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8

My LC circuit consists of: L= 33,4 uH R= 0.3 Ω C=32,63 nF Not quite true; there is also the 50 ohm impedance of the signal generator parallel loading the LC. You would need to drive this circuit differently i.e. with a current source if you wanted to measure Q factor: - Resonant frequency is at 152.524 kHz and the 3 dB point is at 153.241 kHz. The ...


7

Is it possible to preserve the amplitude No, you can't preserve the amplitude because the fundamental sinewave “inside” a square wave is 27.3% higher in peak magnitude (or \$4/\pi\$ in proper terms). In other words, the fundamental sinewave hiding inside a square wave is not the same amplitude as the square wave: - You could adjust it after filtering it ...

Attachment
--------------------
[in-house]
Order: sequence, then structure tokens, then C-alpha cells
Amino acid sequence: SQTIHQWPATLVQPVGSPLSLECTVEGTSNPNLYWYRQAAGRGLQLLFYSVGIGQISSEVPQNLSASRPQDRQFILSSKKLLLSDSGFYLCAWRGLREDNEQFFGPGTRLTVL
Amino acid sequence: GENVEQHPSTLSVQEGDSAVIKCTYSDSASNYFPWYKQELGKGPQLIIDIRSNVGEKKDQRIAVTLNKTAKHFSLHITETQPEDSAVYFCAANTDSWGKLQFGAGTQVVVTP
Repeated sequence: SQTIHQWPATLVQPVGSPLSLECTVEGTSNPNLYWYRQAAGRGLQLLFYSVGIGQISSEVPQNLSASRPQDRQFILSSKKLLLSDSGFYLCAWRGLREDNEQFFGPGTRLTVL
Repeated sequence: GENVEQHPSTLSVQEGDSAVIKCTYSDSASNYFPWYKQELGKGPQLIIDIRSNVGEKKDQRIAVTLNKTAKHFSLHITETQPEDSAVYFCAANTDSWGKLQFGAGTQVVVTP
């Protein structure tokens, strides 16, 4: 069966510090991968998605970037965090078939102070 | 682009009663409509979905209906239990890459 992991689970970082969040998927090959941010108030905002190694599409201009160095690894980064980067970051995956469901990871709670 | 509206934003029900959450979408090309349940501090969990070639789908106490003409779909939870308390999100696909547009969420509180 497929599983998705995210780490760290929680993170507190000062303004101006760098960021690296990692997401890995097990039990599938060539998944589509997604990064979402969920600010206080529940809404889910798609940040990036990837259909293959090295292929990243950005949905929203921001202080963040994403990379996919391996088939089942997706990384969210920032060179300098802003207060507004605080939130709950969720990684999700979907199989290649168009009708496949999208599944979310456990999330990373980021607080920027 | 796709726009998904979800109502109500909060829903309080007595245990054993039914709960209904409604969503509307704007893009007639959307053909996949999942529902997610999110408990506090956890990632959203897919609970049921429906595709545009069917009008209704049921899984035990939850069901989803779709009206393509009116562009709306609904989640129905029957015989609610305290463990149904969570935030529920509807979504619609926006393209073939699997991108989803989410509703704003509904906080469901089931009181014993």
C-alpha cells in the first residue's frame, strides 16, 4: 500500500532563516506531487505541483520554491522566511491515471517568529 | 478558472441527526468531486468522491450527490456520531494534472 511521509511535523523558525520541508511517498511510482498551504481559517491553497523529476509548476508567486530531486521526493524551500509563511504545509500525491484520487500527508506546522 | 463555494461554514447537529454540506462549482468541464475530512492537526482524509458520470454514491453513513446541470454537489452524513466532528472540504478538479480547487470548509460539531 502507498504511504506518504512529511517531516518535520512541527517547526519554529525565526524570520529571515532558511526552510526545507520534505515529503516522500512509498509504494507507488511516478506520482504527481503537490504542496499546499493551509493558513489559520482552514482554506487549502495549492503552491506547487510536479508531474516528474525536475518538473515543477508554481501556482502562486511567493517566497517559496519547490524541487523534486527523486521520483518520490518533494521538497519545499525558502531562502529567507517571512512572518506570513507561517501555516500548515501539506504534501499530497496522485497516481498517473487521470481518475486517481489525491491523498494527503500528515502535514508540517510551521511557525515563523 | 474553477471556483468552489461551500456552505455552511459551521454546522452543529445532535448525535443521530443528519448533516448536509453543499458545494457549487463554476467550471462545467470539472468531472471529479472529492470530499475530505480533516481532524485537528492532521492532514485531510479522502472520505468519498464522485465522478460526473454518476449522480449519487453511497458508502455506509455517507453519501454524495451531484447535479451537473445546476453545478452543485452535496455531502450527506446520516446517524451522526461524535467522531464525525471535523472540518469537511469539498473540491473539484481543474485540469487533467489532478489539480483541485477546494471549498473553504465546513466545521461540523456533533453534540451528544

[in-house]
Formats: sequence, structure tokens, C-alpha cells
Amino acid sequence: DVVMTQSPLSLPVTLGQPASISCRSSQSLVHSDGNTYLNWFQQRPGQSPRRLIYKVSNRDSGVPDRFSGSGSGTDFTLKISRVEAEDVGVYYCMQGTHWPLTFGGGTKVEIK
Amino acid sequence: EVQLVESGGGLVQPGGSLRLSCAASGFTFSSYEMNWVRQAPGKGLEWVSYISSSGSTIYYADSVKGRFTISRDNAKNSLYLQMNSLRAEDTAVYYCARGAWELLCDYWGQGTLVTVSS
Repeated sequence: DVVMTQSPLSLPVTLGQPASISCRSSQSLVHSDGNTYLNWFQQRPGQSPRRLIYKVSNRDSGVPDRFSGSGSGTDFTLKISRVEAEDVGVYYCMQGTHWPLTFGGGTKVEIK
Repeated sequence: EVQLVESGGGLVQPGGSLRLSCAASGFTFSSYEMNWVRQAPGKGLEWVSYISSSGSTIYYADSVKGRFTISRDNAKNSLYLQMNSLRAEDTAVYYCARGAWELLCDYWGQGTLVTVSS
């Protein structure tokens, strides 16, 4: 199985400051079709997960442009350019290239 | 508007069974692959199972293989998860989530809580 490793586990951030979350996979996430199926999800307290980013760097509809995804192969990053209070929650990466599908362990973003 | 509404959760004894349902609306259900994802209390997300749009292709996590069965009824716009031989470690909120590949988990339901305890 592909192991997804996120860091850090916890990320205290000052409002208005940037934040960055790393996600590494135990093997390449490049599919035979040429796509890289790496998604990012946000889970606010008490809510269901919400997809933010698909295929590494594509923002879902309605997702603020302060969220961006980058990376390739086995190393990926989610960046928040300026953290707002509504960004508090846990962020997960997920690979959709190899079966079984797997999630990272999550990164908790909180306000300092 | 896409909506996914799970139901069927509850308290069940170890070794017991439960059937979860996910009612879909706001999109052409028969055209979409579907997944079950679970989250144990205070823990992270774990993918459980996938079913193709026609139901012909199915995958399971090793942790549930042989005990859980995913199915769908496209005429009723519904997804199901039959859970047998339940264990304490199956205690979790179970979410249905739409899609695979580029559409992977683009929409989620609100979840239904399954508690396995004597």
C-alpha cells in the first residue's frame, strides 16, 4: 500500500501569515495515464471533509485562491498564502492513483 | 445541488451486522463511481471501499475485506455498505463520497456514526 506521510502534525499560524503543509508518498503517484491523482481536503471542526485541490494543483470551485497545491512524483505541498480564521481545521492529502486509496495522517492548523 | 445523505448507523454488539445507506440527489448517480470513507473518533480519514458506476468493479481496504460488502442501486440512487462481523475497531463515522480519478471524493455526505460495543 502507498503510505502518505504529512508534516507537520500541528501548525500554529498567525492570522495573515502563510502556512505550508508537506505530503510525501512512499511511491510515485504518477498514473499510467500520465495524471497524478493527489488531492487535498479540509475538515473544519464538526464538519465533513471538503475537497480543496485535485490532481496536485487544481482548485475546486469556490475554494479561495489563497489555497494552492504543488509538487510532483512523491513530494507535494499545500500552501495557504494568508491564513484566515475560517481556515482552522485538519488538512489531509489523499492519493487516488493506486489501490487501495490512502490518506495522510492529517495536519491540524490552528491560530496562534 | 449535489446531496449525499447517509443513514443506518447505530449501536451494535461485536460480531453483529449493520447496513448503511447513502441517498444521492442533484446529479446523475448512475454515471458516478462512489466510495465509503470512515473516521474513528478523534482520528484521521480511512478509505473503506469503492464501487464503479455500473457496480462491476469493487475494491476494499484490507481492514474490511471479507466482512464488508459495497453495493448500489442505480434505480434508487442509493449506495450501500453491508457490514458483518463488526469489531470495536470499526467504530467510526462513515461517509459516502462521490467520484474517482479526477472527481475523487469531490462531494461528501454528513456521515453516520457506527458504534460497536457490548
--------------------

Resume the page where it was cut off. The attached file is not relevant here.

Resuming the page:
6

From the link provided: IMPORTANT: DO NOT use for building/household 110/220 V ac wiring There is no datasheet either. Every component has a voltage rating beyond which there can be no reliable operation or characteristics . They can breakdown in different ways at higher voltage. Please do not use for safety reasons.


5

First of all consider this picture: - It paints 4 scenarios all of which apply to this question: - Top left shows voltage and current in phase and the multiplication of voltage and current waveforms produces a power waveform. Note that the power waveform has twice the frequency of the voltage and current hence, it's not usually meaningful to represent it ...


4

The term you are looking for is "bench power supply". Note that the current setting is a limit. Some reading on the subject: Does a hobbyist need a bench power supply? and What is a Bench Power Supply?.


4